The original plan, after 1995, was to keep the Japanese Godzilla dormant until 2005. The response to G98 fast tracked a new series, which Shogo Tomiyama described in 1999 as "a trilogy, in a different world, unconnected to the previous films." He did note that "the direction of the second and third films... will hinge on the results of (Godzilla 2000)." [Quoted from G-Fan 40, July/August 1999, originally "a transcript of a Japanese talkshow... with additional translation by August Ragone."] That's a pretty vague statement that does make it sound like had G2K been a major hit they would have continued with that direction, but I also think this quote lacks context to back that up. Later in the same segment, Tomiyama addressed a question about other monsters in the proposed second and third films by saying, "Nothing like that has been decided upon as yet. We are making Godzilla Millennium to stand on its own merits."Gojirawars 03 wrote:I had believed that the plan was to give Godzilla a long rest, but then bring the series back with the series following Junior, but I'm not sure.Terasawa wrote:There was never any plan to continue the VS series. Well, except GFW: the original draft allegedly served as a continuation from the '90s films. But that was years after the series was started.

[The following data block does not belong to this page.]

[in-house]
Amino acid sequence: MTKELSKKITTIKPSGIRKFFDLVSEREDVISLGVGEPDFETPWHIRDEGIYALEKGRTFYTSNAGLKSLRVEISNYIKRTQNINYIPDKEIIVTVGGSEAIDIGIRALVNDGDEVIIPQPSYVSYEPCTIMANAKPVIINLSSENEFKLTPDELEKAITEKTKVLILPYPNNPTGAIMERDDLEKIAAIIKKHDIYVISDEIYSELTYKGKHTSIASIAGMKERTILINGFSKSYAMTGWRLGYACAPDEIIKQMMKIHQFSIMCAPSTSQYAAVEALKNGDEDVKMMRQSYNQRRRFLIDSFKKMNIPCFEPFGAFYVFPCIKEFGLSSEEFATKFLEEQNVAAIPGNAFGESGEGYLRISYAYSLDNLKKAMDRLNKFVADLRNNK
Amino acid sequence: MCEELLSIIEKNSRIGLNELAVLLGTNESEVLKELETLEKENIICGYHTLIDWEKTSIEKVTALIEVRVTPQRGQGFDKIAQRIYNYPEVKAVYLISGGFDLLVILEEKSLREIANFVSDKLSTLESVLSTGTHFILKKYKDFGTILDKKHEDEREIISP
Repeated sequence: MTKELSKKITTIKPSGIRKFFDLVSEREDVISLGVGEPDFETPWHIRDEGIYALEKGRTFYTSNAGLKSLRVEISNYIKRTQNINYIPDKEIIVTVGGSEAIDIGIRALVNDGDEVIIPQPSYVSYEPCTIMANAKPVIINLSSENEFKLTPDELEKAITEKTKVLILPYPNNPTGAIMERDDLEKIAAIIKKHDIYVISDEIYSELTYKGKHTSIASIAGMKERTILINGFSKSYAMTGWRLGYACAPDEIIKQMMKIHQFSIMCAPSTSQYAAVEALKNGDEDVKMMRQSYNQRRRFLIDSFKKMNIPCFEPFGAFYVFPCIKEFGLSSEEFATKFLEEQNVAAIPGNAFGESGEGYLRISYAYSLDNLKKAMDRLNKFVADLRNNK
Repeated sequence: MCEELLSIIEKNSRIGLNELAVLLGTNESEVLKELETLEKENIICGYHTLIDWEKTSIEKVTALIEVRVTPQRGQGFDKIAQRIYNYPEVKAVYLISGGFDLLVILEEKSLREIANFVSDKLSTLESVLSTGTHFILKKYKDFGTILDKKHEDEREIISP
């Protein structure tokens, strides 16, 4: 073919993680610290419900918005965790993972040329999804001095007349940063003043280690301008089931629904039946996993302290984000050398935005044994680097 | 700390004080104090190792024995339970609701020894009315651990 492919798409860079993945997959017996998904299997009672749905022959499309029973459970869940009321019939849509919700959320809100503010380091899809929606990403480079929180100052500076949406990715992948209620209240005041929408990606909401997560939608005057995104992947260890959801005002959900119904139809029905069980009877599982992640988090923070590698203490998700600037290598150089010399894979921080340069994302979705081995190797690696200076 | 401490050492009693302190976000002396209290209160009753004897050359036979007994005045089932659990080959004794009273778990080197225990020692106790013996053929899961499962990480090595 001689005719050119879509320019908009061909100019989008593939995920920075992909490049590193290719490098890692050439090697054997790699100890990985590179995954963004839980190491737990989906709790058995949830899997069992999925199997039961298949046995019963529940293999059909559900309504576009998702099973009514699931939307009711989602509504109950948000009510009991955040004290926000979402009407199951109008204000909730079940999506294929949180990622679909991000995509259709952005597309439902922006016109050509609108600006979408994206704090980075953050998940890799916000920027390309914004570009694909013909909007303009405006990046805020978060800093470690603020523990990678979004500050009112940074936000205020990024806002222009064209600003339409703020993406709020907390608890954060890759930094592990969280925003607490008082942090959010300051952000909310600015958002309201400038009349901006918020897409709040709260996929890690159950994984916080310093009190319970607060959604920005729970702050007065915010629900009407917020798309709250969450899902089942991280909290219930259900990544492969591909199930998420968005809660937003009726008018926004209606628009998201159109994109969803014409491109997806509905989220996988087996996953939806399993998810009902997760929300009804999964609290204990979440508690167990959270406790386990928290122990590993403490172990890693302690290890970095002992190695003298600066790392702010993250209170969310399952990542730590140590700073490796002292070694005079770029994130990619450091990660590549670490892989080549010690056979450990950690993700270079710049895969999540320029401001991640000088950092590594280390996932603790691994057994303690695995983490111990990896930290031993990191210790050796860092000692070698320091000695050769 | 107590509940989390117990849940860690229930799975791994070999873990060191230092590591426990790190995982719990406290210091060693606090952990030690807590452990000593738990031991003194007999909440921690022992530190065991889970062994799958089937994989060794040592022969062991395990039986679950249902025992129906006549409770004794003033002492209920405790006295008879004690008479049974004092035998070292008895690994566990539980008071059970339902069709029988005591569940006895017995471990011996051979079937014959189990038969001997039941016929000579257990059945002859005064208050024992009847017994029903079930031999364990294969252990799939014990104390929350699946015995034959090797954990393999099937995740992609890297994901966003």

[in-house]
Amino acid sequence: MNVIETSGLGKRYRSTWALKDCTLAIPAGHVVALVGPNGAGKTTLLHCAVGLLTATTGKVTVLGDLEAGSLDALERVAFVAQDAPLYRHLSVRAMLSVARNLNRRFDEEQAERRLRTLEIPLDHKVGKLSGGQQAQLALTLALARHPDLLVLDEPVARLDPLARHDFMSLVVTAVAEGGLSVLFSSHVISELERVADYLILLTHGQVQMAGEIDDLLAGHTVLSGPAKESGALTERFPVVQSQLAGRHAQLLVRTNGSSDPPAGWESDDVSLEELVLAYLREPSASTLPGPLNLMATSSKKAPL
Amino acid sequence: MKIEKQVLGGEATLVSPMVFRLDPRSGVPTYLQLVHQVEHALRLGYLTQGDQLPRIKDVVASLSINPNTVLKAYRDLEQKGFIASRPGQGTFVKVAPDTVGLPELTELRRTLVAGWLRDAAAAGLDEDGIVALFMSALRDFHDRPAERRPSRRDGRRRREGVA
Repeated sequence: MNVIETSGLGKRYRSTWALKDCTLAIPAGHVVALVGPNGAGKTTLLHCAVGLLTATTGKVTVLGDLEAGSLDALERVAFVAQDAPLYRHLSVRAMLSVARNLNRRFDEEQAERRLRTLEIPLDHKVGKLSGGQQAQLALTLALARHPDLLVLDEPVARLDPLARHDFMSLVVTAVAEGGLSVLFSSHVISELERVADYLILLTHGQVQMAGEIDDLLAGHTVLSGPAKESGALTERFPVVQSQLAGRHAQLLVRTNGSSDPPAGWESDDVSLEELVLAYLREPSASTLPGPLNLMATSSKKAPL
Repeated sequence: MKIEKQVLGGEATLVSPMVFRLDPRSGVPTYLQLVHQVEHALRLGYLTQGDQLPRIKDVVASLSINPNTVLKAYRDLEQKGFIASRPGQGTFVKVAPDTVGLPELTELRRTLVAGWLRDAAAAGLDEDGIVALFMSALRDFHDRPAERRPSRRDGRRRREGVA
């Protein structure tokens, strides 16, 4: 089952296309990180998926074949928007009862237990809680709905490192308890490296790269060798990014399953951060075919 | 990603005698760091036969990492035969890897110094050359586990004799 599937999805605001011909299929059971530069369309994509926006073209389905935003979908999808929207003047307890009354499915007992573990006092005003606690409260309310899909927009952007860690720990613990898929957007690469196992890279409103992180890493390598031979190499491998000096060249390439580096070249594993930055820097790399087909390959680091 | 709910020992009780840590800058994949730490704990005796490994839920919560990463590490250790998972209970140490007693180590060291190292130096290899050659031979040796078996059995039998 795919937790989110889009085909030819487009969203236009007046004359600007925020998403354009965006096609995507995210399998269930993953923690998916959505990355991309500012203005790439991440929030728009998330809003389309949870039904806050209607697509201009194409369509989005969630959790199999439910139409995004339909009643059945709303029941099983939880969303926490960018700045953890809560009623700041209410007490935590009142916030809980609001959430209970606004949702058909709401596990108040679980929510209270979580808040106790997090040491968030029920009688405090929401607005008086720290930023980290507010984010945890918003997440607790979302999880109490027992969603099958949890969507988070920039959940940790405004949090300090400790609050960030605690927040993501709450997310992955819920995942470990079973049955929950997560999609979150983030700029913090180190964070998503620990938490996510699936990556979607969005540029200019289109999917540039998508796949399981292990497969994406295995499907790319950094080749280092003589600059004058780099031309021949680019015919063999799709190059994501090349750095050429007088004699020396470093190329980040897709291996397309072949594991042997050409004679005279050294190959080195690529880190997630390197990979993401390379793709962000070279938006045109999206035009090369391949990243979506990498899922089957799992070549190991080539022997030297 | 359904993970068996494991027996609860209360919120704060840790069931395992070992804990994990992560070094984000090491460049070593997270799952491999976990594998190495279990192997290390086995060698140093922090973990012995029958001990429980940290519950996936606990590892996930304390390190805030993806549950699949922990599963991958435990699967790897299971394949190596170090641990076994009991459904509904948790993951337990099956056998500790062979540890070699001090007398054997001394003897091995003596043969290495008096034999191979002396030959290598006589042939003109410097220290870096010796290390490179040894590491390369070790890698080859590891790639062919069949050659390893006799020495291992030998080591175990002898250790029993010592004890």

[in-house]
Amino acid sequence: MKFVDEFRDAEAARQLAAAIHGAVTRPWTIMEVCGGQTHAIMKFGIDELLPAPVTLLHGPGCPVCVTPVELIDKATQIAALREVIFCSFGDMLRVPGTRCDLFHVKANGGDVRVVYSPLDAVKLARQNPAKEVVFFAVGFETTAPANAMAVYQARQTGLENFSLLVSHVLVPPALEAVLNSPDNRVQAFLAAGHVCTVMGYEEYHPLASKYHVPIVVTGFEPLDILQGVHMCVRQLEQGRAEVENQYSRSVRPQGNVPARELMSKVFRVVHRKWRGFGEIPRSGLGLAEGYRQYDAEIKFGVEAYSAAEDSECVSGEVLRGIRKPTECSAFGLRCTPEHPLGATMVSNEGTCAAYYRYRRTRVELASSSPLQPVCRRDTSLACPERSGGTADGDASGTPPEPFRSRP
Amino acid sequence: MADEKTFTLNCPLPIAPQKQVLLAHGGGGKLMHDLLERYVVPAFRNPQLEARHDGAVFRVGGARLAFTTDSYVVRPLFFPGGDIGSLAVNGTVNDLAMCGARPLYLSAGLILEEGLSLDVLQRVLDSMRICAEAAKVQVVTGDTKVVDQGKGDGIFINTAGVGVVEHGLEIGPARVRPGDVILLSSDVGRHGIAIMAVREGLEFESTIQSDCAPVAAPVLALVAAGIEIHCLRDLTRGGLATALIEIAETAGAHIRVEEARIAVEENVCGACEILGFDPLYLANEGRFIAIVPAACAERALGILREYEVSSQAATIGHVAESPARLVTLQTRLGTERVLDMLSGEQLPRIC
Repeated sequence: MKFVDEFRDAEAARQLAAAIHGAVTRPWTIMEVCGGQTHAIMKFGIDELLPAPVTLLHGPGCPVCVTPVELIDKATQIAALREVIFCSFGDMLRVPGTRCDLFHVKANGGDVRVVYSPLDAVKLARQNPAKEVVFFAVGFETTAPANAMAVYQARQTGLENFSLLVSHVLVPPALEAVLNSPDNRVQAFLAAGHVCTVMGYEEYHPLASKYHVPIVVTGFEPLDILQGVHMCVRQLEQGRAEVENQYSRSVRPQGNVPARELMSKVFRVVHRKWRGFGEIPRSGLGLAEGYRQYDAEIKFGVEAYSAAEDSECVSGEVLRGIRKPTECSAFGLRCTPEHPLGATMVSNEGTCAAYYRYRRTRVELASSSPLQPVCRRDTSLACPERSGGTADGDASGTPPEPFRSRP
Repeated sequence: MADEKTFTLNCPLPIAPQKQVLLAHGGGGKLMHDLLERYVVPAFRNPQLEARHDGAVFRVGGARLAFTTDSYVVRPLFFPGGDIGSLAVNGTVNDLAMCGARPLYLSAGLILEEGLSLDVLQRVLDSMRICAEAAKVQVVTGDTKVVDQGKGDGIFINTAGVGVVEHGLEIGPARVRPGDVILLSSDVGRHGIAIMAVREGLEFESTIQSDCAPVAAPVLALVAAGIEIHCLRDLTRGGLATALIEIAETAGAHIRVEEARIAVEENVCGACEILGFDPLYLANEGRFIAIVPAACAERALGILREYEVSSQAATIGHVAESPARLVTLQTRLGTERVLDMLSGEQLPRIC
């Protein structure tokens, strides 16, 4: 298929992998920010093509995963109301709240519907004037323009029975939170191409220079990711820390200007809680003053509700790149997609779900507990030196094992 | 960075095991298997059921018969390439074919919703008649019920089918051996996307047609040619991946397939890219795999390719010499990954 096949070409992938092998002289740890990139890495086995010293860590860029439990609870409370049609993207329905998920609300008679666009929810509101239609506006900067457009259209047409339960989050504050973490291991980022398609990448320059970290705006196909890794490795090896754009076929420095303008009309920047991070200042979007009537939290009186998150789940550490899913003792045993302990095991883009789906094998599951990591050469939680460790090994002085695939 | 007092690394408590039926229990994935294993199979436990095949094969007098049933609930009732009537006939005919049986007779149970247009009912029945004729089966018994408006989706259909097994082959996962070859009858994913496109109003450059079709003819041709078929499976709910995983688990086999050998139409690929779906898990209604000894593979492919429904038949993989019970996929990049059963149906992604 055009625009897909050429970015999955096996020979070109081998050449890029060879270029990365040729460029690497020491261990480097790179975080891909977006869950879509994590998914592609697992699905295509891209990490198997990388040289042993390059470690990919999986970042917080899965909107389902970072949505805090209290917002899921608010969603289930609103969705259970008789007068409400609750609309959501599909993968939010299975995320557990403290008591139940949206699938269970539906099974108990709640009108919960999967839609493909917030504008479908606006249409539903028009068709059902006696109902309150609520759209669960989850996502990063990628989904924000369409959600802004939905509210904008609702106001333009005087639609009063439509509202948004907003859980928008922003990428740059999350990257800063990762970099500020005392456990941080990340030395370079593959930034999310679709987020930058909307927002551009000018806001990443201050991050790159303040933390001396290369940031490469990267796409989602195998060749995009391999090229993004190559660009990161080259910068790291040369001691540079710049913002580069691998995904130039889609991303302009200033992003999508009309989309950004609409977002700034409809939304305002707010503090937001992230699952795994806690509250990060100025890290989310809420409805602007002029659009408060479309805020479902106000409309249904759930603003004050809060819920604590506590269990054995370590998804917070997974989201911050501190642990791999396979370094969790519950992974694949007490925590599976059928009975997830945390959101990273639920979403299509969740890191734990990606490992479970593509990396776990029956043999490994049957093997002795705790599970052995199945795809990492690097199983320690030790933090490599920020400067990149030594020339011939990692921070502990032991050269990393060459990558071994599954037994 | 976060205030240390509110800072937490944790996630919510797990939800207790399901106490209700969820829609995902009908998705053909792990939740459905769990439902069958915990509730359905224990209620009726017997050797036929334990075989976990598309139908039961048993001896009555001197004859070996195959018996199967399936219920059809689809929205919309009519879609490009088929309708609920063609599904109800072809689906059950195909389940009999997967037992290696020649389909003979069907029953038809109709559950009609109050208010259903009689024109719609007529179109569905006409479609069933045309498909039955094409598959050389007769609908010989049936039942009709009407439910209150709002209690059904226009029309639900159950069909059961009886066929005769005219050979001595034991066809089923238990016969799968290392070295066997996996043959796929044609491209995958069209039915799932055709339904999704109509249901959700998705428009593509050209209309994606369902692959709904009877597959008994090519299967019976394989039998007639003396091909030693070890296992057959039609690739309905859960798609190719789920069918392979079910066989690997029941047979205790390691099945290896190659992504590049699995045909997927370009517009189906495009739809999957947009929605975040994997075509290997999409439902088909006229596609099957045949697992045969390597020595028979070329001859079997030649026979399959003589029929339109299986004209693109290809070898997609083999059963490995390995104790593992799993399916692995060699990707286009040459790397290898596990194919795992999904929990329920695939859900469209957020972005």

More relevant quotes from the same source:
Q: Why was the film not conceived as the sequel to Godzilla vs. Destroyah(sic)?
Tomiyama: I did not consider it at all for this project. Destroyah is a story set in a world that differs entirely (from Godzilla Millennium).
Q: Wasn't Godzilla vs. Destroyah supposed to be the last Japanese Godzilla film of the 20th Century?
Tomiyama: That's correct. The decision to proceed with production of Godzilla Millennium was made abruptly. Actually, we had no plans for another Godzilla movie until the year 2005. (The change of heart) came about, I will admit, because now TriStar's Godzilla is Godzilla. We had a feeling that after seeing TriStar's film, we couldn't keep (the Japanese Godzilla) silent until 2005.
G-Fan's coverage of the production of GXM was largely overshadowed by the U.S. release of Godzilla 2000, but I remember GMK was covered pretty extensively once it was announced. Unfortunately, I've lost a lot of issues from that 2001-2002 period. I do recall that a Toho executive (above Shogo Tomiyama) expressed doubts at continuing the Godzilla series after GXM failed to make an impression at the box office in 2000/2001, and that if the then-in-pre-production GMK had similarly failed that would have been the end of the Godzilla series for the time being.